Shewikar Farrag, Youmna Sabri, Ashraf Sharkawy and Hala el boraie
Psychiatric Medicine Department,
child department Mansoura University &
Pediatric Nursing Department at Faculty of Nursing, Egypt
Posters & Accepted Abstracts: J Nurs Care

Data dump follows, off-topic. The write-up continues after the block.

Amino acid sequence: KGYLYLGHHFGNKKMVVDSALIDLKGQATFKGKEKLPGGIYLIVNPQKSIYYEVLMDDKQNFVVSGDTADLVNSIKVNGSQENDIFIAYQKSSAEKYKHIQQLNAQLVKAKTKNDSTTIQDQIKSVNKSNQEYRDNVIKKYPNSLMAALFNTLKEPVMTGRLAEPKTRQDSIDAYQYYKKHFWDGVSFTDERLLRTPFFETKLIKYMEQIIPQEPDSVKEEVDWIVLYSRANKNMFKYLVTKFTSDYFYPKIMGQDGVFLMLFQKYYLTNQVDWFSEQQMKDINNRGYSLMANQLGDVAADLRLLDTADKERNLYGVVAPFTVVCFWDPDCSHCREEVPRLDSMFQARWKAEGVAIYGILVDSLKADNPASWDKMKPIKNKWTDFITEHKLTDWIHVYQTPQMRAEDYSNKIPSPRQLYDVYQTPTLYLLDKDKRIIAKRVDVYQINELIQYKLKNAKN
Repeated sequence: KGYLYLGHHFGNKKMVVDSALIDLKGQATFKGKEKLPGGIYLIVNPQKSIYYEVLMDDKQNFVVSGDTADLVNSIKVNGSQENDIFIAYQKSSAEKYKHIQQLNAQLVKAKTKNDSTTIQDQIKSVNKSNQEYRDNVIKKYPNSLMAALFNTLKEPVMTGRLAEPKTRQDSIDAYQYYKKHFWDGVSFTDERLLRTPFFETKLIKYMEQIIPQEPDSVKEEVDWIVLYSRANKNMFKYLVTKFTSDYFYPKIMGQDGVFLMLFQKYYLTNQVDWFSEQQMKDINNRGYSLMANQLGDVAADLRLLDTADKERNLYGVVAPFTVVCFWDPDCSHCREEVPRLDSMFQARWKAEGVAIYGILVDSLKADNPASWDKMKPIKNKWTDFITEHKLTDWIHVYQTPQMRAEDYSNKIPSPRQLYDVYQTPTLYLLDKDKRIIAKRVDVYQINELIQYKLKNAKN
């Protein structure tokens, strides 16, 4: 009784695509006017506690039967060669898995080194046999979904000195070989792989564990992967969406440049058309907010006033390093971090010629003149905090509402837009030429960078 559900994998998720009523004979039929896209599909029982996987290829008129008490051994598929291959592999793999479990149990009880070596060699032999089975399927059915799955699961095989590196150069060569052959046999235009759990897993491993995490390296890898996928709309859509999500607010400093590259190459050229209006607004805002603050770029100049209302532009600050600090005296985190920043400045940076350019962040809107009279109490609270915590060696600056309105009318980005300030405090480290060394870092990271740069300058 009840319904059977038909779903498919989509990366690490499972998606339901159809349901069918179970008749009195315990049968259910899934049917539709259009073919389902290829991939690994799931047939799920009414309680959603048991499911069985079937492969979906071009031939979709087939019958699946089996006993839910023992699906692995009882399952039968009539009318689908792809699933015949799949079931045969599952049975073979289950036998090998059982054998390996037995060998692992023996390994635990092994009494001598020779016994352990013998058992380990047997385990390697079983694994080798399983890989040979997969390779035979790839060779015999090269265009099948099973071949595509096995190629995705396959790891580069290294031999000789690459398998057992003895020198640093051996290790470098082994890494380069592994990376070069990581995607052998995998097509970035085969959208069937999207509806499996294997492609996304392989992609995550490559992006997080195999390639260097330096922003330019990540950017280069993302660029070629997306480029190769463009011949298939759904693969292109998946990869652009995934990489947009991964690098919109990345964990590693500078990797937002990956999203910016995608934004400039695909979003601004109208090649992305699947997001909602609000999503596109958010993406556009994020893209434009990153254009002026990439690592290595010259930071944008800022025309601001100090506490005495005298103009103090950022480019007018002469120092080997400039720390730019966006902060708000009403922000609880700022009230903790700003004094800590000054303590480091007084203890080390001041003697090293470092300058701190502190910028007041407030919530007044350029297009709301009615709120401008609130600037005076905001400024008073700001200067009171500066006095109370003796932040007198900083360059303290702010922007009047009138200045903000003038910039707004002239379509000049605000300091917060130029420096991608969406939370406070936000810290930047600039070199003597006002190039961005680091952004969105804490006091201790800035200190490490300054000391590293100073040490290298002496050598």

Background: Diabetes mellitus (DM) is one of the most common chronic diseases in child & adolescence and requires special self-care behaviors throughout life. Living with the requirements related to glycemic control, insulin therapy, diet plan and physical activity may have a significant impact on the psychological functioning of not only the patients but their families as well. Aim: The present study had the purpose for the evaluation of the health related quality of life (HRQoL) and self-esteem (SE) of children &adolescents with diabetes mellitus type 1, analyzing the relation between these constructs in this population and comparing these results with those of non-diabetic ones, and finding if there is association between metabolic control (Hb A1c) and these psychosocial correlates (HRQoL & SE). Materials & Methods: Study participants included parents and their children/adolescents with type 1 diabetes who were 10├ó┬?┬?18years old. The participants have had T1DM for more than two years. The control group consisted of 42 healthy children 10 ├ó┬?┬? 18 years old. Peds QL 4.0 Generic Core Scales (GCS) were designed to measure the core health dimensions in both healthy and patient populations. PedsQL 3.0 diabetic module (DM) was developed to measure diabetes-specific HRQoL, for youths with T1DM. Hare Area-Specific Self-Esteem Scale, measures adolescents├ó┬?┬? feelings about their worth and importance among peers, as students, and as family members. Results: The mean total HRQoL scale scores (child self-report and parent-proxy reports) were 75.42, 72.37 for diabetics and 94.80, 96.83 for healthy ones, with significant difference (<0.001). Also, diabetics showed lower self-esteem (2.31) than healthy ones (2.05) as higher scores indicate lower self-esteem. However, there were significant negative correlations for Peds QL 4.0 (GCS) both child and parent report and self-esteem scale scores in diabetics (table 4). While, table 5 shows positive correlation between HbA1c levels and self-esteem scores and insignificant negative correlation between HbA1c levels and school function scores in Peds QoL among diabetics. Conclusion: Children with diabetes had lower quality of life than healthy ones in the physical, emotional and social domains. The SE and QoL concepts were correlated, i.e. the better the quality of life of diabetic children the higher the self-esteem. Uncontrolled diabetes (increased level of HbA1c, 8.4%) did not affect Peds QoL except for school function domain, but with insignificant statistical level. While, this suboptimal metabolic control affect self-esteem of children and adolescents.
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